Disclaimer: This question was initially asked in Network Engineering SE, yet got closed due to its research nature.
Assume a (hypothetical) communications network constituted by many nodes including two adjacent nodes $u$ and $v$. Let the traffic at node $u$ (resp., node $v$), denoted by $f(u)$ (resp., $f(v)$), be the difference between number of packets entering $u$ (resp., $v$) and departing it during a particular time interval. For a particular simulation to show the validity of a complicated model, I need to assume that $f(u) = exp(f(v))$ and $f(v) = log(f(v))$, where $u$ and $v$ are generally connected to many other nodes, as well. I just searched a little bit in the literature but failed to find any real-world network in which such dynamics may hold. Since I am not a network expert, it is pretty likely that I have missed something. So, does anyone know such a network? Even if there is not a real network, I am curious whether one can imagine a reasonable network in which such exponential law is (at least locally) the case.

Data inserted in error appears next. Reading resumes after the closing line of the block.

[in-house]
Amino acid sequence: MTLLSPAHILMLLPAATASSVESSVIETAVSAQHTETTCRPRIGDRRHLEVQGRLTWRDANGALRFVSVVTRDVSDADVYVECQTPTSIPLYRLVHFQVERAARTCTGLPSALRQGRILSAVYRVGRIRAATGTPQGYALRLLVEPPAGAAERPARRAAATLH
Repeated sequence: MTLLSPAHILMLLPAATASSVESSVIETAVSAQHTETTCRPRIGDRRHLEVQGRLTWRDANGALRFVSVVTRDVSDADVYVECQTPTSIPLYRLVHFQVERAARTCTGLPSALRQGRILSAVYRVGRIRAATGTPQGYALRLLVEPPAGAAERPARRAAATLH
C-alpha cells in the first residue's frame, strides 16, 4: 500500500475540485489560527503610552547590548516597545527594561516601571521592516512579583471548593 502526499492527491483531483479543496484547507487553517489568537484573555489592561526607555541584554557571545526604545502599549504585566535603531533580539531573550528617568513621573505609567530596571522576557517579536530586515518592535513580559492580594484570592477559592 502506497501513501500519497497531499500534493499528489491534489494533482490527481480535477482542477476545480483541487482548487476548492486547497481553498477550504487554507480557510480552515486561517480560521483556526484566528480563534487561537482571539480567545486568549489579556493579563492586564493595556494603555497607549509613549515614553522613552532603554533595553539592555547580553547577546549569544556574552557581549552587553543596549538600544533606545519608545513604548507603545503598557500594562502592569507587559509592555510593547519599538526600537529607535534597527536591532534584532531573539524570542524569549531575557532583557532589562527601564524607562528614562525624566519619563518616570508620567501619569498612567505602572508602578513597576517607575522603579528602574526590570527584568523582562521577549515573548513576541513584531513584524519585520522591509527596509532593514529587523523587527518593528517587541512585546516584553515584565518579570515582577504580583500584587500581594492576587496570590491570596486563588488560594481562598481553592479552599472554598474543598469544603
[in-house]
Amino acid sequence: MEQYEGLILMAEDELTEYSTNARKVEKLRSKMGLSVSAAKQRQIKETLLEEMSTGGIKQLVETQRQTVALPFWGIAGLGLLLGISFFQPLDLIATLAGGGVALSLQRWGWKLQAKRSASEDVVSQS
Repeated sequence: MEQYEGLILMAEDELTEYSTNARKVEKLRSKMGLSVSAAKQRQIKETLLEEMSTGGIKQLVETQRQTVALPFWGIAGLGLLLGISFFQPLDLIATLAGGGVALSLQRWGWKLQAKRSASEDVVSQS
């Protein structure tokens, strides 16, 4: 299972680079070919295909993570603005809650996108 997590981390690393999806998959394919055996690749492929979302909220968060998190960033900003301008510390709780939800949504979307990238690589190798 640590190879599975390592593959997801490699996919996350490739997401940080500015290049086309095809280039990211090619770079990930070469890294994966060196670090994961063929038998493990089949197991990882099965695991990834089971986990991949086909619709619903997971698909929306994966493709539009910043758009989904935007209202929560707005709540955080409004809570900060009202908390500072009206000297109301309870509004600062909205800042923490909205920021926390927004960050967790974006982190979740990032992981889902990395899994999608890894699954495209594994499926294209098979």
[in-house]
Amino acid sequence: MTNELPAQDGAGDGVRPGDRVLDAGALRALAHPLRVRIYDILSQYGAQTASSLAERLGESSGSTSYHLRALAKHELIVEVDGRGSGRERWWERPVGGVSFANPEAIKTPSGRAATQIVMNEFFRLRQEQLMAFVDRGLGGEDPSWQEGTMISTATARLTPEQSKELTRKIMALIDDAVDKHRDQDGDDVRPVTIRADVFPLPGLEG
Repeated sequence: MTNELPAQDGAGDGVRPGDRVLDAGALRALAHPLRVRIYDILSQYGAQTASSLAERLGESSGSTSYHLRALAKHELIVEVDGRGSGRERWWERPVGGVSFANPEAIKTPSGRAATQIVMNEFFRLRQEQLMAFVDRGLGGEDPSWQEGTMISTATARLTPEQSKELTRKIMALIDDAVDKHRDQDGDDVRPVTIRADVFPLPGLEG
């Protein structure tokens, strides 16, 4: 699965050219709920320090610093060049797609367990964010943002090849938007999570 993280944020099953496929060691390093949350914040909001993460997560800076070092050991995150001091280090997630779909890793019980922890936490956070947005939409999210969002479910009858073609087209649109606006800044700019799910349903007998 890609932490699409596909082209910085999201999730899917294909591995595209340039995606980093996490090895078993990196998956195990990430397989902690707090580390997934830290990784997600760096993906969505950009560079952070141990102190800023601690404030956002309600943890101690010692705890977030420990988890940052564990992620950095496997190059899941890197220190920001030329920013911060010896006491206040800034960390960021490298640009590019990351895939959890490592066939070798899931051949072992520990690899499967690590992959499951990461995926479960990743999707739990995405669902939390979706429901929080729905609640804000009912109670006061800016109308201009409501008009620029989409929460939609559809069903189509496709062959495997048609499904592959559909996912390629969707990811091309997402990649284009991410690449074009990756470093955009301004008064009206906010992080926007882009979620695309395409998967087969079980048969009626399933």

I have already read about power graphs of social networks that might be relevant to this question. However, I am strictly interested in a potential example in the realm of communications networks (computer networks, datacenter networks, ad-hoc networks, etc.).